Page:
Helping the Young Addict or Alcoholic
Young People and Addiction
The teen and young adult years are a difficult time of growth and exploration for every individual, with brains and bodies alive with transition.
There are few moments in life as exciting – and scary.
Unfortunately, far too often teens turn to substances to guide them during this time of change – particularly if they’ve already had some kind of trauma in their young life.
While addiction can devastate anyone’s life, nowhere is this truer than in the life of a young person with substance abuse issues.
Due, in part, to the fact that substance use and can have very specific, detrimental effects on the developing mind and body.
Here are just a few examples of what substance abuse can do to the health of a young person:
• Substance abuse can damage neurotransmitters within the brain itself
• Substance abuse can reduce the ability to experience pleasure
• Substance abuse can create memory issues
• Substance abuse can contribute to learning delays
• Substance abuse trains the brain to expect unhealthy, habitual behavior
• Substance abuse can delay puberty, with negative effects on the reproductive system
• Substance abuse can lower mineral density in bones
• Substance abuse can spur higher levels of certain enzymes indicating liver damage
• Substance abuse can limit growth potential
What young adults lack most is life experience. They just haven’t lived enough to know what their substance is taking away from them.
This can make it difficult to get teens with substance abuse issues the help they need. They simply haven’t felt the impact of losing everything to substance abuse, because they lack the perspective to know what it is they have to lose.
Don’t wait for rock bottom, because rock bottom may never come, or if it does it may already be too late to help.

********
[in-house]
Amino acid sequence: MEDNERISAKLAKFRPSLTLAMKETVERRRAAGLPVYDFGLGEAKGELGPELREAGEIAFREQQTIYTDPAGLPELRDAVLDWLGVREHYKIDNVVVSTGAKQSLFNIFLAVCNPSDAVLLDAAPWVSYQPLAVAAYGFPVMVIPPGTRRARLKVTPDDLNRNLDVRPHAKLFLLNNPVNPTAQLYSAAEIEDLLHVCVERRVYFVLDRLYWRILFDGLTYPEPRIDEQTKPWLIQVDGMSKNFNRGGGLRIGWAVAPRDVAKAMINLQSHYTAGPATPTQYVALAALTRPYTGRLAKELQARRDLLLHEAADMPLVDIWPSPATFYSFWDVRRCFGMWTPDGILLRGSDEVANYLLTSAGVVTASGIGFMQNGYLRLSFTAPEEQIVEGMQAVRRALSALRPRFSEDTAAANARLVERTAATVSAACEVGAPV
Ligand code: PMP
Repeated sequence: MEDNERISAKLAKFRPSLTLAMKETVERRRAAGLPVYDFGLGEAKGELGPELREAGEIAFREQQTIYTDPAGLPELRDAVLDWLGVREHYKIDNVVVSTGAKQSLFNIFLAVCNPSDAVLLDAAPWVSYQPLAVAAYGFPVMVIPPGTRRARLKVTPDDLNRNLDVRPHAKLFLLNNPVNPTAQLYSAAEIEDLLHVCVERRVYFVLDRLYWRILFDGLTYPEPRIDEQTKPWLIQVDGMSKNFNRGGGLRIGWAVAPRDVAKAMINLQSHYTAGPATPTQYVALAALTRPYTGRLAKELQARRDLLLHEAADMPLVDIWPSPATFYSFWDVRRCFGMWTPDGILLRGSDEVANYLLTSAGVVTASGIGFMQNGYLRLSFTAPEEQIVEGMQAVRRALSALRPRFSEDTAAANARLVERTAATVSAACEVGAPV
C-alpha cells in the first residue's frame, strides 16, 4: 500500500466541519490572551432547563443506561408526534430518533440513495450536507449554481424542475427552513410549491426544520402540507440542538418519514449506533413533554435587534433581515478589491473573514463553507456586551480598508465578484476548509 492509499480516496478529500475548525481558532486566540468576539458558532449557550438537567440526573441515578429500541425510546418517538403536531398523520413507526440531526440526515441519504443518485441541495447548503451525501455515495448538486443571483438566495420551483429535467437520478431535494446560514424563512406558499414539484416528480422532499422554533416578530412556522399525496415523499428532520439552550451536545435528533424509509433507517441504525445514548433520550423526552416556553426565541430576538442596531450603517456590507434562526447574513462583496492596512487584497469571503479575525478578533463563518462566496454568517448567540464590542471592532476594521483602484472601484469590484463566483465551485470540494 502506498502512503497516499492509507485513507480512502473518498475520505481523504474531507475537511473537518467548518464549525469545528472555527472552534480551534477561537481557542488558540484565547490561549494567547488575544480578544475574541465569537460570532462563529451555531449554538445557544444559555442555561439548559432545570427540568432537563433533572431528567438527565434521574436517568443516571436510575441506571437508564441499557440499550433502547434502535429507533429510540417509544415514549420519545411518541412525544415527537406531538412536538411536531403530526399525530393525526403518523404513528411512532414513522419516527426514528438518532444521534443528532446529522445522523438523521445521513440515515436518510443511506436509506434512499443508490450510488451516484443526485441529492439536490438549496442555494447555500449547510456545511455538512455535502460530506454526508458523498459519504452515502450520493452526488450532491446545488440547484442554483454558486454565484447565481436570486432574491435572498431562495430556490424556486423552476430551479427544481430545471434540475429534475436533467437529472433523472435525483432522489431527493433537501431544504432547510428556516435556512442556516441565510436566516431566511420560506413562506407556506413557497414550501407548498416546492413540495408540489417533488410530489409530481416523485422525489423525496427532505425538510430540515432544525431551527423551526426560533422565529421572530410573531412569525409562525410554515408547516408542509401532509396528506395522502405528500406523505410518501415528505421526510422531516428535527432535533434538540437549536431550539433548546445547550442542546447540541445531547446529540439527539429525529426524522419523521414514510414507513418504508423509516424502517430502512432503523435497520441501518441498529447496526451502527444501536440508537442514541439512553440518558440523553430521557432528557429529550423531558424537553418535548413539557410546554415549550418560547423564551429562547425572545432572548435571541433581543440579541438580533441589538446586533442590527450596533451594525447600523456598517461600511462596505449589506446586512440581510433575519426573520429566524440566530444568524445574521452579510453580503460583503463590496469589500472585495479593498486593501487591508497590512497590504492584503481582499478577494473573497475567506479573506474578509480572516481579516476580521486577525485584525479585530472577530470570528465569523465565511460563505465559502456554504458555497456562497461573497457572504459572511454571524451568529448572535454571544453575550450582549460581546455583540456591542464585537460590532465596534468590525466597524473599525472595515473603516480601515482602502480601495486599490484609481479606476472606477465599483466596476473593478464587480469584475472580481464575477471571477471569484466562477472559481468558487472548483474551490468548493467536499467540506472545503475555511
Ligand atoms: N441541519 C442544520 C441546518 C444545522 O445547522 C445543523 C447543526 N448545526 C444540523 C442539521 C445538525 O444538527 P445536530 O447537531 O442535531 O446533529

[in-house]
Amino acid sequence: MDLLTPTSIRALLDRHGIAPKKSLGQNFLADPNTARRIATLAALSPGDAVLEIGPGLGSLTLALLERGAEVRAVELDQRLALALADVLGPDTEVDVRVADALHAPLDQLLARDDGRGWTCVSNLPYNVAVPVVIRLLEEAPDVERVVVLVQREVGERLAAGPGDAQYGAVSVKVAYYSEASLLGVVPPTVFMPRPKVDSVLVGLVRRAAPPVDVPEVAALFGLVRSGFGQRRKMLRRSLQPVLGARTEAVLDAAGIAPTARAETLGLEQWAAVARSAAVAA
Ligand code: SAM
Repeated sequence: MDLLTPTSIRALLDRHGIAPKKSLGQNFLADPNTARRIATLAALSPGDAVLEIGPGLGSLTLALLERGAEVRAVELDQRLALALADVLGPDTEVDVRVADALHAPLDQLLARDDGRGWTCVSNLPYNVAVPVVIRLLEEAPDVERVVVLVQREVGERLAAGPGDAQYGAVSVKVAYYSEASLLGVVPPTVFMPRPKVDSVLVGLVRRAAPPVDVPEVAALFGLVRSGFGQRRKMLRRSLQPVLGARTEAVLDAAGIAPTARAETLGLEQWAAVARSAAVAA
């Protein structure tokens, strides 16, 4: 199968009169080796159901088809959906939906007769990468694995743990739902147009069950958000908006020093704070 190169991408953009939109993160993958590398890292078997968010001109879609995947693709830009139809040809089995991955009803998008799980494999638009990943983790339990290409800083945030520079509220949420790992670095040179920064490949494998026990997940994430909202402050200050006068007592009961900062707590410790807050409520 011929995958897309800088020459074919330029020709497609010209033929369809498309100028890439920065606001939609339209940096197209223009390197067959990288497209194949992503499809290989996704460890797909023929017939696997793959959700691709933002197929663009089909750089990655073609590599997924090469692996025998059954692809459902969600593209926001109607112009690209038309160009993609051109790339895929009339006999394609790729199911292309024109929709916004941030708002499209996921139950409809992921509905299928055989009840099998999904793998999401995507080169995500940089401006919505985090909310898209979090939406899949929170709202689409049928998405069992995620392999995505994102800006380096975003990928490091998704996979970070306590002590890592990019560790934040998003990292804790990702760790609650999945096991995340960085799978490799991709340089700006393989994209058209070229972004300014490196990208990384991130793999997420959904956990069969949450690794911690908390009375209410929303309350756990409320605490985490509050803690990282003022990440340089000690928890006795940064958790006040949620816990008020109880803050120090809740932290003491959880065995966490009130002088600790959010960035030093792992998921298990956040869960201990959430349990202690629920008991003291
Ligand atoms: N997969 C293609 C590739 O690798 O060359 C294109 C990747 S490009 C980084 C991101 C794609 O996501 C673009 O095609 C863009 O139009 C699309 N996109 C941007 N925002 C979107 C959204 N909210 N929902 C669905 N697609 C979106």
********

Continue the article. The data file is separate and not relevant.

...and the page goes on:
If you have a young person with a substance use disorder in your life, here’s how you can help
Find a way to be supportive
Sometimes the best way to know how to help a young person with substance abuse issues is to ask them. They may not always know, but it’s worth opening that line of connection anyway. Ask to be involved in their treatment plan. Consult with their therapist or counselor.
Find a substance use disorder treatment center
Sometimes easier said than done. Underage children can be made to go to a treatment center, while grown children are another matter. It can also be challenging to find a alcohol treatment facility without a waiting list.
Whatever treatment facility you choose, make sure you’ll be allowed to be a part of the process.
Don’t be an enabler
You love your child, no question. But have you specifically expressed your disapproval of their substance abuse? Are you sure the money you give them isn’t going to buy drugs and alcohol? And of course, never, ever buy them drugs and alcohol. Not once.
In addition, be sure you’re taking care of yourself while rehabilitating your child. Consider a family-oriented treatment program, don’t be afraid to establish boundaries, and use tough love when necessary.
Most of all, always keep lines of communication open.
Treating substance abuse in a young person has its own set of challenges, but help is available. Don’t give up hope.